Cain's blocks against Georgia were very Baugh-esque. She made penetrators think twice about coming into the paint and that enforcer attitude has often been missing when Baugh is not on the floor. Cain combined with Fuller on one block in which Cain made contact with the ball as it left the shooter's hand and then Fuller swatted it like a volleyball spike.

"I blocked it first and then she finished. I was like, ‘OK!' " Cain said. "I remember that one. It worked. A lot of them stopping coming in trying to get layups."

Cain might be one of the nicest people in Division I basketball – a true gentle giant – but she has shown a few signs of developing some swagger, something a young Lady Vol team desperately needs, especially with postseason a month away.

"Just for games," Cain said with a smile about swagger in her style. "I don't know where it comes from. It comes out whenever I play."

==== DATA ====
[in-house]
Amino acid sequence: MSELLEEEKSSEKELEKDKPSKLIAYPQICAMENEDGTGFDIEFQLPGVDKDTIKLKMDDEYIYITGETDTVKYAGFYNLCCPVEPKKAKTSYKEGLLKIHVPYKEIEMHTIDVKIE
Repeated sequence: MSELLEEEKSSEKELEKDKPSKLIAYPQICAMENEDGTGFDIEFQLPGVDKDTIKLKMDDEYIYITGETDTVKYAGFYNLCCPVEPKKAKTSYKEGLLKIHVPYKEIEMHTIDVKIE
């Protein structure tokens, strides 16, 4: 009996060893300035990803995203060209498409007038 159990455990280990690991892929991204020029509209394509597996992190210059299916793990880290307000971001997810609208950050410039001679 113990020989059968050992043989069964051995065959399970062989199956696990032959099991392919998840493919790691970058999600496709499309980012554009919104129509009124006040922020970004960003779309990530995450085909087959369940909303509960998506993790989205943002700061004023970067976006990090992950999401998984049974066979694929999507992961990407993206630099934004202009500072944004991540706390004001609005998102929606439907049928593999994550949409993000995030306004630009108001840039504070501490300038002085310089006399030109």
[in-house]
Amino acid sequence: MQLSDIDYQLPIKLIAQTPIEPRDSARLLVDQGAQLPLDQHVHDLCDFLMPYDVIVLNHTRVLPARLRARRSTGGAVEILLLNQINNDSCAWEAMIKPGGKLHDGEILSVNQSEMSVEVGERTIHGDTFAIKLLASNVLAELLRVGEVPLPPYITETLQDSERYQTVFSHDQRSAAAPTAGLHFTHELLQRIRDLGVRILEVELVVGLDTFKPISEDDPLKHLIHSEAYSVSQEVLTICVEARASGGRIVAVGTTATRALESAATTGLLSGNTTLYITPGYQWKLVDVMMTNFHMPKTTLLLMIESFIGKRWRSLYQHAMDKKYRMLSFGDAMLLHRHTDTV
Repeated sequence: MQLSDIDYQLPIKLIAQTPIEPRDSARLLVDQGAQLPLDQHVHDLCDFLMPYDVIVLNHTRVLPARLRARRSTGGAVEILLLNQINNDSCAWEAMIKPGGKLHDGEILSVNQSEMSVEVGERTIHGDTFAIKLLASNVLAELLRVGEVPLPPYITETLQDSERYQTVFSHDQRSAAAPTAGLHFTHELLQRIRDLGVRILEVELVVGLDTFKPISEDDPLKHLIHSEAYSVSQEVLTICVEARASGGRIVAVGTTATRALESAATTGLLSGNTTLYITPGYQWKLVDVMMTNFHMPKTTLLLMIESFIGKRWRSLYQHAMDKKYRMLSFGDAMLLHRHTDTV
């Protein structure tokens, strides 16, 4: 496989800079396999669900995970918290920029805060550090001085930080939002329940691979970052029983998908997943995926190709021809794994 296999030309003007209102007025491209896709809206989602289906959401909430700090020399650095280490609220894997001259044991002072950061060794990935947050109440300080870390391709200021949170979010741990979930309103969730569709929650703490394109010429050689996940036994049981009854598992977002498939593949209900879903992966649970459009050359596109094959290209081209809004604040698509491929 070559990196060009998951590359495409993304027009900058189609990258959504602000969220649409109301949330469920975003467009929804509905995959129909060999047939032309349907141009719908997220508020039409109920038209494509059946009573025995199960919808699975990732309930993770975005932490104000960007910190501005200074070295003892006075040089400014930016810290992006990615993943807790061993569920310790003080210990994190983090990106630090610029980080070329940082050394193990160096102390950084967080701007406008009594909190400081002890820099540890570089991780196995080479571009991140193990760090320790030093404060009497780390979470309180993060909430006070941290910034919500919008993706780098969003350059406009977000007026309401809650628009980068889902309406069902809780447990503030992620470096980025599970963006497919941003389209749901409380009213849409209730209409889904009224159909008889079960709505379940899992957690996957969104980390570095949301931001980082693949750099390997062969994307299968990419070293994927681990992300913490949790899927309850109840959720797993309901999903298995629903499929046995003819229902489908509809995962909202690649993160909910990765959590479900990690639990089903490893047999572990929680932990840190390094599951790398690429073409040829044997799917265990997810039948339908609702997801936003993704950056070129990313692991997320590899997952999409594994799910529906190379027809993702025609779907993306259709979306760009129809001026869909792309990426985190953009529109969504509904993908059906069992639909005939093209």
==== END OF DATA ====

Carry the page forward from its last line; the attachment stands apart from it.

Cain added the team needed "swagger from everybody. Against Georgia I think that really did a lot for our team morale."

A young team does need an edge – or at least it should exude confidence – and especially this season when opponents are coming at the Lady Vols with a vengeance because they don't seem so invincible with the Big Three of Candace Parker, Nicky Anosike and Alexis Hornbuckle having departed for the WNBA.

"We're young so everybody is like, ‘We'll definitely beat them this year,' " Cain said.

The Lady Vols have the double challenge Sunday of facing a Florida team at home – the Gators have a 13-game winning streak at the McConnell Center – and trying to avoid a letdown after Thursday's game for the record books.

"It was a big adrenaline rush," Cain said. "Everyone was like, ‘Wow.' "

Cain was actually talking about the team playing for 40 minutes – something Summitt has sought all season – and not the 1,000 milestone.

"We always knew we could do it, it was just that we never did it and we finally brought it," Cain said. "It felt really good. We just need to apply it to every game."

Cain doesn't anticipate any additional pressure from the outside for Sunday's game, but some internal motivation could be in place.